Can an inanimate object–or anything, really–be cursed? It’s hard to say. Will I do my best to avoid anything that carries the label out of fear that it actually is? You bet.
It doesn’t matter how unlikely it is, the second someone says they think something might be cursed, I instantly lose all interest in it. Sure, people who know that tend to abuse the information–especially during lunchtime–but if it means not developing a rare skin disease and coughing up blood, I’m fine with it. Owning a cursed item is no walk in the park, unless a walk in the park sound torturous to you. Check out these supposedly cursed items and be sure not to take them home if you find them at a yard sale with a “please take” sign.
After a woman was given this Raggedy Ann doll as a gift, she and her roommate kept coming home to find the doll in different places throughout their apartment. If that wasn’t creepy enough, they claim that the doll began leaving them notes that asked for help. When a psychic told them the doll was possesses by a young girl named Annabelle who died in their building, their friend told them to get rid of it. Right after he said that, the friend began to levitate. A few nights later, he was found with significant claw marks on his chest. The two women hired exorcists, but they were no match for the evil doll, which now resides behind glass at the Warren’s Occult Museum.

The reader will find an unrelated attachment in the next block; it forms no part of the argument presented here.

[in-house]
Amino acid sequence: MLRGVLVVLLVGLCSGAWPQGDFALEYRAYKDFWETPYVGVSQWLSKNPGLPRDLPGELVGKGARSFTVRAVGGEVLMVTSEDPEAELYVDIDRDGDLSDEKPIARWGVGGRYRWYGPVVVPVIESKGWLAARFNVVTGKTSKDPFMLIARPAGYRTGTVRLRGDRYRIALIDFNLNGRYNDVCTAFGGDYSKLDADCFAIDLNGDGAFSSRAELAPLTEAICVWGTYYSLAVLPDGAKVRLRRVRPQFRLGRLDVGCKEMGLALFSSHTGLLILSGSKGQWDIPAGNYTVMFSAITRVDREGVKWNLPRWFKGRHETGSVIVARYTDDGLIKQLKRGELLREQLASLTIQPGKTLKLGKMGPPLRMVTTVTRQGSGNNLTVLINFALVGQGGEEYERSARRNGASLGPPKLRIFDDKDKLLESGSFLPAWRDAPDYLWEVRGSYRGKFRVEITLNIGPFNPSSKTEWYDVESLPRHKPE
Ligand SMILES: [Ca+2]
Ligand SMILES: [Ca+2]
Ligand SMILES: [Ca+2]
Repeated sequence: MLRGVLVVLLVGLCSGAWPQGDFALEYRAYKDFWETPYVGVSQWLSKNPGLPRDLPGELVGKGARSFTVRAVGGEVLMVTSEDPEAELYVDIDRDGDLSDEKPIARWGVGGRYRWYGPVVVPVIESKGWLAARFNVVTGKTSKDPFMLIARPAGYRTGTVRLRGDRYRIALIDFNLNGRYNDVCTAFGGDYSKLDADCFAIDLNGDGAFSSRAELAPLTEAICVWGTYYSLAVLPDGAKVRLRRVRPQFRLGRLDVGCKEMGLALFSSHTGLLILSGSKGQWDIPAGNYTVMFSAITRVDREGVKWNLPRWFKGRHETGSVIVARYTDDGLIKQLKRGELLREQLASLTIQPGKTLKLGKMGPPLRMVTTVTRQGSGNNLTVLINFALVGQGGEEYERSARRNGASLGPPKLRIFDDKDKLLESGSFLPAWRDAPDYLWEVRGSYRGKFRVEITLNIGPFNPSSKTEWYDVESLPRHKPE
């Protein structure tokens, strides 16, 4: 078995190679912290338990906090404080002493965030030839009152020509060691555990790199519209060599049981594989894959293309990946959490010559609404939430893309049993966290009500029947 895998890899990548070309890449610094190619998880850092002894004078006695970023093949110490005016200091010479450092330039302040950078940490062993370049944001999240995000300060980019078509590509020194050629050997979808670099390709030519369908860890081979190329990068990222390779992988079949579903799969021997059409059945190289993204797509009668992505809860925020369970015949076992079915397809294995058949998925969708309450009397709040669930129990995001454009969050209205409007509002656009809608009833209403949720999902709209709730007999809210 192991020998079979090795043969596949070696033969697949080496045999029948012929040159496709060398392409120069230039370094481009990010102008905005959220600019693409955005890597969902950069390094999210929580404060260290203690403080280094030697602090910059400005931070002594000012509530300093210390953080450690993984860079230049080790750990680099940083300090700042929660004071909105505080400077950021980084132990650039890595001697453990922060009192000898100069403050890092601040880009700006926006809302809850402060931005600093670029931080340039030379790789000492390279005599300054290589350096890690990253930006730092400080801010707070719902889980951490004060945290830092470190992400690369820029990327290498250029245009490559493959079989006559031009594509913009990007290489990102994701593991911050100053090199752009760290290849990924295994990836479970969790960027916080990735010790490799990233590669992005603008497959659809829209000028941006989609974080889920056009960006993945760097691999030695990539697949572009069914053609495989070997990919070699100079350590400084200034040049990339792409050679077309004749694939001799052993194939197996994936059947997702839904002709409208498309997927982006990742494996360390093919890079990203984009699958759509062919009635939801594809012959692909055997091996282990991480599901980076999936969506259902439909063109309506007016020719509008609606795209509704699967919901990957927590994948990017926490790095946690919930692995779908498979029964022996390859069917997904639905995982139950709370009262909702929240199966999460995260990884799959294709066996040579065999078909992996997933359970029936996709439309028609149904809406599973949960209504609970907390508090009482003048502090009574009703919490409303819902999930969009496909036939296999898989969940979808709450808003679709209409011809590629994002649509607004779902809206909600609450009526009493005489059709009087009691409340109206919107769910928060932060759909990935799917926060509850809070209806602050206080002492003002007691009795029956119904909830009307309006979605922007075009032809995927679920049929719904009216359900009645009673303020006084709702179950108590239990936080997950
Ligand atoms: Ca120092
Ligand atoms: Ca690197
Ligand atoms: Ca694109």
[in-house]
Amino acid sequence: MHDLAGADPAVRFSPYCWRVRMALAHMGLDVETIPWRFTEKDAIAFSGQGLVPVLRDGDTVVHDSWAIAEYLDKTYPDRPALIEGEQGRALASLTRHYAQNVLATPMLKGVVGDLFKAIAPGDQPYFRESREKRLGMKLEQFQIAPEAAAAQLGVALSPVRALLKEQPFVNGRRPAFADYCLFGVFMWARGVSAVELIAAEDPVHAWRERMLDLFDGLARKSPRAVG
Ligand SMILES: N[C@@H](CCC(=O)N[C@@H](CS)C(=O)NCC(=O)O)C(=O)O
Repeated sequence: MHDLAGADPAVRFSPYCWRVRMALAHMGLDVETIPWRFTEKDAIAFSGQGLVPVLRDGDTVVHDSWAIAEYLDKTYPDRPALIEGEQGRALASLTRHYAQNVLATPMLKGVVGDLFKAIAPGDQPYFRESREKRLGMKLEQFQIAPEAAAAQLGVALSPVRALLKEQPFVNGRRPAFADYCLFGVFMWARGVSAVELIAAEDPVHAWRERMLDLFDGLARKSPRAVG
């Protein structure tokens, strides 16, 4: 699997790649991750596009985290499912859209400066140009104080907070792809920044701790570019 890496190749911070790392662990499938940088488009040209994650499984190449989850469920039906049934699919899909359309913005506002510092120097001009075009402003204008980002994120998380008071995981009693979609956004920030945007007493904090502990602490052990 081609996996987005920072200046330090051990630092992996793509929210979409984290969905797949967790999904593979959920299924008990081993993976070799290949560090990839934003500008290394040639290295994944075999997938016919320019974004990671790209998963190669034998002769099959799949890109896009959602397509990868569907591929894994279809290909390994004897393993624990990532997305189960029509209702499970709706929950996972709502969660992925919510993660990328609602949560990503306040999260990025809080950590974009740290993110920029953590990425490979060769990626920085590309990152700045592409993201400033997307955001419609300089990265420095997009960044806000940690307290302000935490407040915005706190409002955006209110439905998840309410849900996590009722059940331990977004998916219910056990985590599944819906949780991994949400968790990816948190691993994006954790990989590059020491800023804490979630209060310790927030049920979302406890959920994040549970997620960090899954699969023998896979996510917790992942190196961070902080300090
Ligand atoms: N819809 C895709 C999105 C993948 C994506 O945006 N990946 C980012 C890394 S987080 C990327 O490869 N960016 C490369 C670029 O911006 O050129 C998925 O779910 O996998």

When Italian artist Giovanni Bragolin painted a picture of a crying boy, there’s no way he could have known what it would one day become associated with. Decades after the work was completed, a firefighter finally spoke up about how they’ve noticed that they’ve come across prints of this particular painting in many house fires and not once was the painting ever damaged. Too many for it to be a coincidence.
A dybbuk is a possessive spirit from Jewish mythology and apparently this box that was bought in an estate sale in 2001 is home to one. It is thought that someone summoned the dybbuk through a Ouija board and trapped it inside of a wine cabinet. Future owners and even their guests claim to have had terrible nightmares of an evil hag while sleeping inside the same house as the box and its last owner developed a rare skin disease while it was in his possession, or vice versa.
In the late 1980s, someone is said to have found this vase buried in their backyard. In the vase was a message that read “Beware… this vase brings death,” but they discarded the note and sold the vase to an auction house. The next three owners of it died within months.
This 109-carat crown is thought to bring good luck to any woman who has it, but its male owners and their families have been anything but. Emperor Sher Shah Suri died shortly after coming into possession of it and his son was murdered soon after.
When meeting James Dean for lunch, Sir Alec Guinness said to James “If you get in that car, you will be found dead in it by this time next week.” He was. In addition to taking the young superstar’s life, the car has also been involved in the deaths of a handful of others, be it directly or tangentially through sold parts.
While kissing the stone is thought to be good luck, removing any part of it has been said to lead to incredibly bad luck, such as loss of employment or worse. Much worse.
8.) Busby’s Stoop Chair AKA Dead Man’s Chair
Back in 1702, Thomas Busby strangled his father-in-law for sitting in his chair. It is said that 63 people have died sitting in that same chair since, thanks to the curse Busby put on the chair before his own execution.